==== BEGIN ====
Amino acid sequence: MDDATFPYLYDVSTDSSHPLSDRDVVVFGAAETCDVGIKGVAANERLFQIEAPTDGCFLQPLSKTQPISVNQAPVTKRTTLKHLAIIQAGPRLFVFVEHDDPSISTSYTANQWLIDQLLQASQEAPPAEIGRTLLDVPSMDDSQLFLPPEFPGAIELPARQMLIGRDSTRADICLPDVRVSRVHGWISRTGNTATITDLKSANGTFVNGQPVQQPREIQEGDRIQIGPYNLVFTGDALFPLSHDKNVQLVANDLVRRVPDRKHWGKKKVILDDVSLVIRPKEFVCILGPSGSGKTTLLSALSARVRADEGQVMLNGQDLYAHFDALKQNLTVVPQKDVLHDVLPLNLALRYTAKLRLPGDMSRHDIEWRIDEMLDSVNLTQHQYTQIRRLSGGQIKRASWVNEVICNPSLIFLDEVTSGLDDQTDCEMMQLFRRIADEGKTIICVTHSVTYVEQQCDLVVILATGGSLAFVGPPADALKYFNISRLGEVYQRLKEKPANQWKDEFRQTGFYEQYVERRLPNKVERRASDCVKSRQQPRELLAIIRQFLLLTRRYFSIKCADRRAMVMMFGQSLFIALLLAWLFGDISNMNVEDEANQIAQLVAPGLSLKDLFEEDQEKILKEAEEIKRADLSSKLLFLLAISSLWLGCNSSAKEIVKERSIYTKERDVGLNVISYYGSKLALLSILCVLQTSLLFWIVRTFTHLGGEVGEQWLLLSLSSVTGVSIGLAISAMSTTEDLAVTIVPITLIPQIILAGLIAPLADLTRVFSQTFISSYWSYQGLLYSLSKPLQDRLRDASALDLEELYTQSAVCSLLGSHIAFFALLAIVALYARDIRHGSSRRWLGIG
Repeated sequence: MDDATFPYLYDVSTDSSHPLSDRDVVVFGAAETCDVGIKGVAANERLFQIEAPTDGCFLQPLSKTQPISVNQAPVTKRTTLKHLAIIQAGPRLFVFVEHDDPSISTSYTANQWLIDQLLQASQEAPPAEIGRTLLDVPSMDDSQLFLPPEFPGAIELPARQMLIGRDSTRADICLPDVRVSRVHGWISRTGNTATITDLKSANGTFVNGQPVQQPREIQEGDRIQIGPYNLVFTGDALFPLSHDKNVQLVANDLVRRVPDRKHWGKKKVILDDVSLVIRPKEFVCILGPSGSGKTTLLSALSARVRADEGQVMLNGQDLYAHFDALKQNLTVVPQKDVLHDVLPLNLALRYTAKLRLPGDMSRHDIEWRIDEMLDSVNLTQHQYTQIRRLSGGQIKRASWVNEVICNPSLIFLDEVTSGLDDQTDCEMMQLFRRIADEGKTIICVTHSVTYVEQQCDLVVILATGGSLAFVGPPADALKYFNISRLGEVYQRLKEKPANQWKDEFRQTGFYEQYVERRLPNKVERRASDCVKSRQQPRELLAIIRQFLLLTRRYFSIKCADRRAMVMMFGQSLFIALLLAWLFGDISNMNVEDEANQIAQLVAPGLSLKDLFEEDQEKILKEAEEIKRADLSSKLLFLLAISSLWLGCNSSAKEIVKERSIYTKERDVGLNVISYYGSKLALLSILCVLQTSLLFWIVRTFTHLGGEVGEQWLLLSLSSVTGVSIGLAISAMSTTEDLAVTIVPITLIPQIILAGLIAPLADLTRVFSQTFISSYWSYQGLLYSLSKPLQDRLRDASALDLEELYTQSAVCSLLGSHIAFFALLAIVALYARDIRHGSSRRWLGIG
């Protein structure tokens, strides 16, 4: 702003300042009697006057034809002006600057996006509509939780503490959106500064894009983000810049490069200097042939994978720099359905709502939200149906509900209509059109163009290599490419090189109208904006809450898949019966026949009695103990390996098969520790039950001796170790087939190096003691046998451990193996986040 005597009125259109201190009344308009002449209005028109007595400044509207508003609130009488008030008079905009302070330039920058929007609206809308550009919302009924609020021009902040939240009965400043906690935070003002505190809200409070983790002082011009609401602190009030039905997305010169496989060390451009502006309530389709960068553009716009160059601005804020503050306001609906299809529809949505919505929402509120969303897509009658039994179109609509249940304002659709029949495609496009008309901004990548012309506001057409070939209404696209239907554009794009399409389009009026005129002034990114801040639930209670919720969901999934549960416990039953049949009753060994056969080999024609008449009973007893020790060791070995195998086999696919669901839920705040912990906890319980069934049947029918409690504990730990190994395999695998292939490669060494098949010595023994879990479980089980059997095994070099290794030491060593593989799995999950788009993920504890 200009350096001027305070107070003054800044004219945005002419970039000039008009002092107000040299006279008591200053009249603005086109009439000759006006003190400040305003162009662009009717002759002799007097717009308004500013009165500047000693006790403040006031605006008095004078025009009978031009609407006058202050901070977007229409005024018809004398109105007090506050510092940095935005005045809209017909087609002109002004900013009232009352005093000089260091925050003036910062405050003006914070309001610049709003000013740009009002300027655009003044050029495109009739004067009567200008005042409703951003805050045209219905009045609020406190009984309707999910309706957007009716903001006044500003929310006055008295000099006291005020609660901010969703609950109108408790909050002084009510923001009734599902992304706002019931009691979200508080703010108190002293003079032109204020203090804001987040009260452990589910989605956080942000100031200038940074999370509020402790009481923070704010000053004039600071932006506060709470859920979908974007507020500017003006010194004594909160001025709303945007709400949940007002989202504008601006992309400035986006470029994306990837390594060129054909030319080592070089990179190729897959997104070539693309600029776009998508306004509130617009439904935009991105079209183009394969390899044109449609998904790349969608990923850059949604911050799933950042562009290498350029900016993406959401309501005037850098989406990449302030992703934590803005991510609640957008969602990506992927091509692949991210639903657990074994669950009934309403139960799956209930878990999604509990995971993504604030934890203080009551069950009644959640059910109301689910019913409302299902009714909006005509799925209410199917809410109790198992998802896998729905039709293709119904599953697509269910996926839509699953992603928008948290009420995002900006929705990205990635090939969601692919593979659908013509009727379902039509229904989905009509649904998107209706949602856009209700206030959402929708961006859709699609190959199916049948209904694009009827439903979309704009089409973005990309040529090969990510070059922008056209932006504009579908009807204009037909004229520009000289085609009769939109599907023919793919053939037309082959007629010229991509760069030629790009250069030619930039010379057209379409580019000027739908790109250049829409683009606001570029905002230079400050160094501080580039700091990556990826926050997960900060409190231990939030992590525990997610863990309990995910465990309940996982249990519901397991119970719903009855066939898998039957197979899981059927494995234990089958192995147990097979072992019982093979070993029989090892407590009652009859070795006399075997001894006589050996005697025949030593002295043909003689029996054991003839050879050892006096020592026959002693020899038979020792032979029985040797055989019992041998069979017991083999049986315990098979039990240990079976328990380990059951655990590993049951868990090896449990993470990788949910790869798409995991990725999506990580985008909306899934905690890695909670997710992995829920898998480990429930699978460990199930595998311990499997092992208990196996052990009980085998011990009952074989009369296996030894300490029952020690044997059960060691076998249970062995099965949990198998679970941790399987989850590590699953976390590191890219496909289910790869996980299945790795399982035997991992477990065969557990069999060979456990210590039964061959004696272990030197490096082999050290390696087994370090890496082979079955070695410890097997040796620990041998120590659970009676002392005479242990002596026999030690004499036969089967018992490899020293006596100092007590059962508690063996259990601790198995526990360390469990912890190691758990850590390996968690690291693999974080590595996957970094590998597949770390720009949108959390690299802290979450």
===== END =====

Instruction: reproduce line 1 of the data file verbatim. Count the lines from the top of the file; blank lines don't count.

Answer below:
Amino acid sequence: MDDATFPYLYDVSTDSSHPLSDRDVVVFGAAETCDVGIKGVAANERLFQIEAPTDGCFLQPLSKTQPISVNQAPVTKRTTLKHLAIIQAGPRLFVFVEHDDPSISTSYTANQWLIDQLLQASQEAPPAEIGRTLLDVPSMDDSQLFLPPEFPGAIELPARQMLIGRDSTRADICLPDVRVSRVHGWISRTGNTATITDLKSANGTFVNGQPVQQPREIQEGDRIQIGPYNLVFTGDALFPLSHDKNVQLVANDLVRRVPDRKHWGKKKVILDDVSLVIRPKEFVCILGPSGSGKTTLLSALSARVRADEGQVMLNGQDLYAHFDALKQNLTVVPQKDVLHDVLPLNLALRYTAKLRLPGDMSRHDIEWRIDEMLDSVNLTQHQYTQIRRLSGGQIKRASWVNEVICNPSLIFLDEVTSGLDDQTDCEMMQLFRRIADEGKTIICVTHSVTYVEQQCDLVVILATGGSLAFVGPPADALKYFNISRLGEVYQRLKEKPANQWKDEFRQTGFYEQYVERRLPNKVERRASDCVKSRQQPRELLAIIRQFLLLTRRYFSIKCADRRAMVMMFGQSLFIALLLAWLFGDISNMNVEDEANQIAQLVAPGLSLKDLFEEDQEKILKEAEEIKRADLSSKLLFLLAISSLWLGCNSSAKEIVKERSIYTKERDVGLNVISYYGSKLALLSILCVLQTSLLFWIVRTFTHLGGEVGEQWLLLSLSSVTGVSIGLAISAMSTTEDLAVTIVPITLIPQIILAGLIAPLADLTRVFSQTFISSYWSYQGLLYSLSKPLQDRLRDASALDLEELYTQSAVCSLLGSHIAFFALLAIVALYARDIRHGSSRRWLGIG